Bass Viol thumbnail 1
Not currently on display at the V&A

Bass Viol

1677 (made)
Artist/Maker
Place Of Origin

Richard Meares (1647–1725) was one of the most important viol makers and music publishers in London in his lifetime. He supplied at least two instruments to James Brydges, 1st Duke of Chandos (1647–1744), who employed an orchestra of musicians who doubled up as servants. Meares also published works by George Frederick Handel (1685–1759). At the time Meares made this instrument, viols ranging from treble to bass were often played, by both professional and amateur musicians, in an ensemble known as 'a consort of viols'.


object details
Category
Object Type
Parts
This object consists of 2 parts.

  • Bass Viol
  • Bag of Non Original Fittings
Materials and Techniques
Planed ebony fingerboard with ivory stringing; planed and purfled [bordered] sycamore back; planed and purfled pine soundboard, inlaid with an unidentified wood; carved sycamore finial.
Brief Description
English bass viol, pine belly, sycamore back and sides, ebony fingerboard with ivory stringing, by Richard Meares, 1677.
Physical Description
Belly of five pieces of pine or spruce, double purfled [bordered]. A formal floral device is inlaid and scored in the centre. The back, apparently original, is made of two pieces of sycamore decorated with double lines of purfling with a geometric knot-pattern in the centre. The pegbox carved with a woman's head with her hear tied back with a bow, and with scrollwork carved in relief on the back. Tailpiece, attached to the hook-bar, and fingerboard are of ebony with ivory stringing.
Dimensions
  • Total length: 58.5cm
  • Body length: 34.5cm
  • Body depth: 3.8cm
  • Maximum width: 20.5cm
  • Total depth including strings depth: 10cm
Marks and Inscriptions
Richard Meares, without / Bishopsgate, near Sir / Paul Pinders.[sic] London / Fecit 1677 (Printed label. The last two figures of the date written in ink.)
Gallery Label
BASS VIOL By Richard Meares, London, 1677 Label inscribed Richard Meares, without / Bishopsgate, near Sir Paul Pinders.[sic] London/ Fecit 1677 Body of pine Non-Keyboard Catalogue No.: 1/3 Meares's surviving instruments span forty years; an example in Lisbon dates from 1637. This instrument is one of the best preserved extant bass viols. The ornate tuning box, surmounted with a female head, and the somewhat conservative geometrical patterns on the back are characteristic of instruments of the period. On both the Baker and Meares viols, an inlaid scrolled pattern takes the place of the rosette. 170-1882(pre September 2000)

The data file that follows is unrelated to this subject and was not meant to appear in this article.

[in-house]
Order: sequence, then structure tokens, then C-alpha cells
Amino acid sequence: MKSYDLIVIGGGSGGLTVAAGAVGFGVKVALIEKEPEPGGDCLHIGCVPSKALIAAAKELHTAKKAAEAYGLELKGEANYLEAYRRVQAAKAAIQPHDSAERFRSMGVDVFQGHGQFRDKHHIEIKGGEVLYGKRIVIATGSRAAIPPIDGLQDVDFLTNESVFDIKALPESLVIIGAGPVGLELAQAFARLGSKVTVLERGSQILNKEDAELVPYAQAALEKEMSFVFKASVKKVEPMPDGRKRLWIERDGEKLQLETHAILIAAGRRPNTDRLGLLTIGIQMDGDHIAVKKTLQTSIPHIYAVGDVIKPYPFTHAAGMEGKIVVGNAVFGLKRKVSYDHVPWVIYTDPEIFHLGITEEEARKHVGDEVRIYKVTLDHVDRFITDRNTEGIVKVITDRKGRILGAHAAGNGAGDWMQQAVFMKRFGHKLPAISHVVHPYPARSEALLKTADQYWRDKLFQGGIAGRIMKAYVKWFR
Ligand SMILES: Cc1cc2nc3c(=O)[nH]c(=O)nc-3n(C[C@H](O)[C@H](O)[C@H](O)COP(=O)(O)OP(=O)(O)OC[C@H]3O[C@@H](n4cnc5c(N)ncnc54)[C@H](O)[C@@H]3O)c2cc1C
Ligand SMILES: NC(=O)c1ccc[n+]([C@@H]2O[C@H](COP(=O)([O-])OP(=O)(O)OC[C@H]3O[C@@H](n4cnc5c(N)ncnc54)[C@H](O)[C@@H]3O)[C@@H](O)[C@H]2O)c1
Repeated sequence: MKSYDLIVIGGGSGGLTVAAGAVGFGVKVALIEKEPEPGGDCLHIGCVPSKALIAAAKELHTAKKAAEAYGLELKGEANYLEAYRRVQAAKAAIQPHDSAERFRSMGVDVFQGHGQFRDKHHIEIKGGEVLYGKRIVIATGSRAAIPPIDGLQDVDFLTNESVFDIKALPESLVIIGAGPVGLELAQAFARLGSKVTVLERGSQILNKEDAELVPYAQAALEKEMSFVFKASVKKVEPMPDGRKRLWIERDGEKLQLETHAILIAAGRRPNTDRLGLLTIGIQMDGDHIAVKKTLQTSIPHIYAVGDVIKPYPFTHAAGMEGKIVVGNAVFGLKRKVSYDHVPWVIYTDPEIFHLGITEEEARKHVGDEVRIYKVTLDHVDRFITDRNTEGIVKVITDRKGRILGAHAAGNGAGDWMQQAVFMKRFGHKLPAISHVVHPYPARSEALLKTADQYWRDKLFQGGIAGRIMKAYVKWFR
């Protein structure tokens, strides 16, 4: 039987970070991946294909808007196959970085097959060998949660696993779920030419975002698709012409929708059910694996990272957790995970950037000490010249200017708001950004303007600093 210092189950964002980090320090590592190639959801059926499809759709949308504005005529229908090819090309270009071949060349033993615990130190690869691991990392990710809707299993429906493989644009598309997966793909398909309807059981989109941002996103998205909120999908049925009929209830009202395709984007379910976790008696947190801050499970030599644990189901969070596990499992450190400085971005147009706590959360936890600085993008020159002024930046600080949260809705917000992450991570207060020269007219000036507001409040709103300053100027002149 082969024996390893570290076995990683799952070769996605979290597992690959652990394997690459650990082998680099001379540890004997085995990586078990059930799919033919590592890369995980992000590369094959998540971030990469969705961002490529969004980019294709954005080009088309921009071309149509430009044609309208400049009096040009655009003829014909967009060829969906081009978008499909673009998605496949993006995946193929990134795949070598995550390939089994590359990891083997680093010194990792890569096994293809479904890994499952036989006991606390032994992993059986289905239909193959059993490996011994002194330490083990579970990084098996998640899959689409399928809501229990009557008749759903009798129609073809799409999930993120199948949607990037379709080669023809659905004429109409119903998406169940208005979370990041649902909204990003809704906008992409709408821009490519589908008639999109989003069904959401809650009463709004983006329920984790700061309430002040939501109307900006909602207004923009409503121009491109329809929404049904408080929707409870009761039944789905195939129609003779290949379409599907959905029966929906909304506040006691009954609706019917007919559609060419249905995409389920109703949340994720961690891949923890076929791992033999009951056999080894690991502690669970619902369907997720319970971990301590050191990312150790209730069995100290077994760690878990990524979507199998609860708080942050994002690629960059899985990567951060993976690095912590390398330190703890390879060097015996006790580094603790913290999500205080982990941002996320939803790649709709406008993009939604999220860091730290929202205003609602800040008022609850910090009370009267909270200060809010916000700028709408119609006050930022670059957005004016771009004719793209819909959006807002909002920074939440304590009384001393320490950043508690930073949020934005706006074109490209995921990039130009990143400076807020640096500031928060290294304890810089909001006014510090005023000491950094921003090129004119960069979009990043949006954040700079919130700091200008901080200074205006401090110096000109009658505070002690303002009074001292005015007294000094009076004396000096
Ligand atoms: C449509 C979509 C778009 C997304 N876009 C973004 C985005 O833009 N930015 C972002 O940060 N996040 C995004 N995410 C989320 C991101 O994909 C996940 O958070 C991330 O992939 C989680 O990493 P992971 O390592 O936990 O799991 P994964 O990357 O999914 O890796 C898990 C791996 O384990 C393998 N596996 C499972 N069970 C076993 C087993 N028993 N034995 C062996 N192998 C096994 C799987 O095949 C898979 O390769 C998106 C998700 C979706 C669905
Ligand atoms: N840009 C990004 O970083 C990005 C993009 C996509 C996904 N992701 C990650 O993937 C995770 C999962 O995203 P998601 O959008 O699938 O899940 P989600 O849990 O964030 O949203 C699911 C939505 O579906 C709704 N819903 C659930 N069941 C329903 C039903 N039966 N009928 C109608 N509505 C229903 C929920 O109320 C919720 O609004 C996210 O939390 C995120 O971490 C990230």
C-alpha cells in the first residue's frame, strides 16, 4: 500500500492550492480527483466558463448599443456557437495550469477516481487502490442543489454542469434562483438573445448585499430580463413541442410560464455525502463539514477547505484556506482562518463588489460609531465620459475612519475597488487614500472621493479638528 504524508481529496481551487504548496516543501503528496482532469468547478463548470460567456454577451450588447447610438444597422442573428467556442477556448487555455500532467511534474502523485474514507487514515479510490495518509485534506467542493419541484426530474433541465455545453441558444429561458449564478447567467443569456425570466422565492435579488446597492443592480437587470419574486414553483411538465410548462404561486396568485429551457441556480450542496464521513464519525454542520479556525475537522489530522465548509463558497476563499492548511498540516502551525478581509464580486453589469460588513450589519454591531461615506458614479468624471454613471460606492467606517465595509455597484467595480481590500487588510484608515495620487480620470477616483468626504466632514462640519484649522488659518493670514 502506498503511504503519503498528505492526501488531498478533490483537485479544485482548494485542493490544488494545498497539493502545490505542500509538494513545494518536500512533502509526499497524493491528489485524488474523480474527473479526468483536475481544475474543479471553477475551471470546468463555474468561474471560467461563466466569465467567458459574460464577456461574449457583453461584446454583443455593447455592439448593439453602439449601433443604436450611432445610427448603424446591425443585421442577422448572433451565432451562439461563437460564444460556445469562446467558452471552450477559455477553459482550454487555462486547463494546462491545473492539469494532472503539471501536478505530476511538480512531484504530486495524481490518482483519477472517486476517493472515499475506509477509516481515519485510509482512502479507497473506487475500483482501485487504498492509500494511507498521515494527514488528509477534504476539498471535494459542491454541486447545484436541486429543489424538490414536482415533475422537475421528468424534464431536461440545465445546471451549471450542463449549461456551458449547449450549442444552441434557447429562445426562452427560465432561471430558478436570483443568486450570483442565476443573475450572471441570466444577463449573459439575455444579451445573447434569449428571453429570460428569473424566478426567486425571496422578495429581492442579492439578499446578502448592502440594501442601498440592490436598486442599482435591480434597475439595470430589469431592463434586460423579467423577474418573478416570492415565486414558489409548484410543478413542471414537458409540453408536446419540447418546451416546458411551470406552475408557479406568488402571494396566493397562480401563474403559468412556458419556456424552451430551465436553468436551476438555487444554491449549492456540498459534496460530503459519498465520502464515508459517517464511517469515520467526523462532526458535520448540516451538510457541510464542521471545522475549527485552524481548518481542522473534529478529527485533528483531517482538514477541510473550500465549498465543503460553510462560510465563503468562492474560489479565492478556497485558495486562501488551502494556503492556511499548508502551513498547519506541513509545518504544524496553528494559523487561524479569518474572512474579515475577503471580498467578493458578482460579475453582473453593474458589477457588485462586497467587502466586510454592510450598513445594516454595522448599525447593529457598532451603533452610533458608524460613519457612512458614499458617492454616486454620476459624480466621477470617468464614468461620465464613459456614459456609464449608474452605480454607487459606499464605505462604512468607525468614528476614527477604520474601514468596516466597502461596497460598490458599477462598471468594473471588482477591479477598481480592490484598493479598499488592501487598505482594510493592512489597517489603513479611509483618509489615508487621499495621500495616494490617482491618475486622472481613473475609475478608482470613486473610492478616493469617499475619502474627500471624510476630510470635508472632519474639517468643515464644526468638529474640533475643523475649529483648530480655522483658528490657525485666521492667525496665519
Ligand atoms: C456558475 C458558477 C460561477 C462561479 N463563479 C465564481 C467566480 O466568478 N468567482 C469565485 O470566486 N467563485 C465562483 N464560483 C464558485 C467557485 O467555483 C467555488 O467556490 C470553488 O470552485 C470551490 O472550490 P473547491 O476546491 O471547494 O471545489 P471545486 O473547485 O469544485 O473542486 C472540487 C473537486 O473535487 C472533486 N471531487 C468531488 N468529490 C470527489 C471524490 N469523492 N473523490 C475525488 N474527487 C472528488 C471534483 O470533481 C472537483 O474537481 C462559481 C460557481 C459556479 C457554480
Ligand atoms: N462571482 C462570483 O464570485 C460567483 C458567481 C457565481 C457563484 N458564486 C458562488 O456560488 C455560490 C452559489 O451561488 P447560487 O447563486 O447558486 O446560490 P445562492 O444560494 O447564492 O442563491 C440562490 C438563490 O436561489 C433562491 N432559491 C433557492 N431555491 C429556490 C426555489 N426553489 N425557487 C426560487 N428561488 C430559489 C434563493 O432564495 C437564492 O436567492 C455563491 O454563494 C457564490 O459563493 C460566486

Object history
This object formed part of the collections of Carl Engel and was valued at £6 - 10 - 00, when acquired by the South Kensington Museum in 1882.
Historical context
Comparable instruments

Bass viol by Richard Meares, c1680; Royal College of Music, London RCM0936

Summary
Richard Meares (1647–1725) was one of the most important viol makers and music publishers in London in his lifetime. He supplied at least two instruments to James Brydges, 1st Duke of Chandos (1647–1744), who employed an orchestra of musicians who doubled up as servants. Meares also published works by George Frederick Handel (1685–1759). At the time Meares made this instrument, viols ranging from treble to bass were often played, by both professional and amateur musicians, in an ensemble known as 'a consort of viols'.
Bibliographic References
  • Anthony Baines: Catalogue of Musical Instruments in the Victoria and Albert Museum - Part II: Non-keyboard instruments. (London, 1998), pp. 3 - 4. 'Belly of four pieces of pine, double purfled [bordered]. A formal floral device is inlaid and engraved in the centre. The back is a later replacement, made of two pieces of sycamore decorated with double lines of purfling with a fancy knot-pattern in the centre. The sides appear to be contemporary with the back. Thin wooden sidelining to the back, none to the belly. Neck with a spliced repair. Pegbox with a carved woman's head with her hear tied back with a bow, and with scrollwork carved in relief on the back. Tailpiece, attached to the hook-bar, and fingerboard are of ebony with ivory stringing. Six boxwood pegs. The neck is still partly fretted with gut.'
  • John Milnes (ed.): The British Violin - the catalogue of the 1998 exhibition. 400 years of violin & bow making in the British Isles'. (Oxford, BVMA, 1998), pp. 14 - 17. Suggests that Meares may have trained as a musical instrument maker with Henry Jaye and probably took over a previously estblished business. By 1668 he was based in St Botolph's parish, with a large workshop in Half Moon Alley near the Paul Pindar tavern off Bishopsgate Without. By 1699 he had moved to Leadenhall Street, Cornill 'at the sign of the Golden Viol'; by 1706 he had moved to the north side of St Paul's Churchyard at the sign of hte 'Golden Viol and Hautboy'. His 1706 trade card advertised 'All Sorts of Musical Instruments, Books and Songs with Tunes Rul'd Paper & etc, as also the best sorts of Cutlery-wares, at reasonable rates'; that it was also issued in a trilingual, English-French-Italian version, supports the image of an entrepreneurial business with international clientele. As well as viols, some rare violins are also known. He appears to have used outworkers, which would have been perfectly feasible given the presence of other documented makers of viols in Bishopsgate Street and the area near St Paul's. His son Richard Meares (1671-c1743) also made musical instruments.
Collection
Accession Number
170-1882

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record createdMay 16, 2001
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